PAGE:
Wanda Guébriant has confirmed the authenticity of this painting.
With its lively surface and richly varied palette, Femme au fauteuil rouge, kimono marks Matisse's passage from the somber austerity of his work done during the First World War to a more sensuous and realistic style in the early 1920s. In late October 1917, Matisse, averse to the prospect of spending another cold and dismal winter in wartime Paris, headed south to the Mediterranean coast, stopping at Marseille and nearby L'Estaque, where he and Albert Marquet had painted two years before. In mid-December he headed on to Nice, which he had not previously visited. Matisse later recounted, "I left L'Estaque because of the wind, and I had caught bronchitis there. I came to Nice to cure it, and it rained for a month. Finally I decided to leave. The next day the mistral chased the clouds away and it was beautiful. I decided not to leave Nice, and have stayed there practically the rest of my life" (quoted in J. Cowart, exh. cat. op. cit., p. 19).
Matisse returned to Nice each winter, spending longer periods of time there with each visit. He liked the Mediterranean light in winter--although it was less dazzling than in the summer, it created a more subtle array of colors. He wrote to the painter Charles Camoin in May 1918, "A little while ago I took a nap underneath an olive tree and what I saw was of a color and softness of relationships that was truly moving. It seems as though it is a paradise that one does not have the right to analyze, however, one is a painter. Ah! Nice is a beautiful place! What a gentle and soft light in spite of its brightness!" (quoted in ibid., p. 23).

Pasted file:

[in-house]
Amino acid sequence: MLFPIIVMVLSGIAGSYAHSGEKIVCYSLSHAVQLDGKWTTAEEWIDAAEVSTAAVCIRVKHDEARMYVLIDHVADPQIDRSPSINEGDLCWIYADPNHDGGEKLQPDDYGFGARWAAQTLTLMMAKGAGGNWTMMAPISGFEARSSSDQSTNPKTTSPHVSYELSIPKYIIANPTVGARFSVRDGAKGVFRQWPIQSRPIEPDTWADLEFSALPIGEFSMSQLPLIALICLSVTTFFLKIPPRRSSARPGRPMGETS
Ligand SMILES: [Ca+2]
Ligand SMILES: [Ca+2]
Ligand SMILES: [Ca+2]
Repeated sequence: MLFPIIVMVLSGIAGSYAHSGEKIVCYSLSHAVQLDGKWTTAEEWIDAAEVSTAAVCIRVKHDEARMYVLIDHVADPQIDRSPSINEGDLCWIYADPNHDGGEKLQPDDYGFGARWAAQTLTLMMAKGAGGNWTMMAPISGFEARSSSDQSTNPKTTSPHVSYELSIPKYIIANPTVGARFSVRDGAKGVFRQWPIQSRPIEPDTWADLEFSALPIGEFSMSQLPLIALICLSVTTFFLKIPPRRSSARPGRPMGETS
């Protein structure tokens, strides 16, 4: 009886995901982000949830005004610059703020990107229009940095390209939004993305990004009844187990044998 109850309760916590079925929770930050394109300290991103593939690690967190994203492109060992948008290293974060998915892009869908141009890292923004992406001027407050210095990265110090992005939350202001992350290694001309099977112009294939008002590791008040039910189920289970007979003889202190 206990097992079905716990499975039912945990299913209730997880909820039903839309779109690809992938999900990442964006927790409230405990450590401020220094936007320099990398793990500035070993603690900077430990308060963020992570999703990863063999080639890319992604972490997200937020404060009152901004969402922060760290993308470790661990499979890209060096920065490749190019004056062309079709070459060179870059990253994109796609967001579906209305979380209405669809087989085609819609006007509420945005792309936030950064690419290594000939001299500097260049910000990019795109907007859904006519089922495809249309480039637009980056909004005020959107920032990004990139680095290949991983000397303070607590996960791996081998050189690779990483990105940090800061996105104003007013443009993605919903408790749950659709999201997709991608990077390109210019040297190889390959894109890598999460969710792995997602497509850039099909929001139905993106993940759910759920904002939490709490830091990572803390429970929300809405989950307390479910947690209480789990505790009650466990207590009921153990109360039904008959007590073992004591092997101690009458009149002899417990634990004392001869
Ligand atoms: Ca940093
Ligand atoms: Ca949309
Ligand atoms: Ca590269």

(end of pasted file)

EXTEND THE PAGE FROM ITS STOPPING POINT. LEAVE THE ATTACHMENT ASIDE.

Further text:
During his first stay in Nice, Matisse rented rooms in The Hôtel Beau-Rivage, and after it was requisitioned for Allied troops, he moved to the Villa des Alliés. When he returned for his second stay in the fall of 1918, he took up residence at the modestly scaled Hôtel Méditerranée et de la Côte d'Azur, located on the seaside Promenade des Anglais. He returned there for the next several years, taking different rooms each time. He lived and worked there alone for most of his annual sojourns, while his wife and family remained at their home in Issy-sur-Molineaux, near Paris.
On the last day of 1917, Matisse's friend George Besson took him to visit Pierre-Auguste Renoir at his home in nearby Cagnes-sur-Mer. Although Renoir had suffered from crippling arthritis for many years, he still painted every day except Sunday. Matisse admired the old painter's fortitude and unshakable dedication to his art. Matisse brought some of his recent paintings for the master's critique on a second visit in January 1918. They became good friends and Matisse returned twice again later in the year. "He must have been as impressed by Renoir's unabashed enthusiasm for female beauty as by his lively curiosity and courage. Matisse was not yet known as a painter of sensual nudes; he had not been primarily a painter of nudes at all, and most of those he had done were not notably erotic. His libidinous impulses had been largely sublimated in his painting, embedded in the pictorial language rather than overtly expressed in the subject. Renoir gave him the impetus to make new contact with own sensuality. After twenty years of bourgeois family life, decades of being 'the doctor' and 'professor,' Matisse in his late forties seems to have wanted to learn how to be young again" (J. Flam, Matisse: The Man and his Art 1869-1918, Ithaca, New York, 1986, p. 473).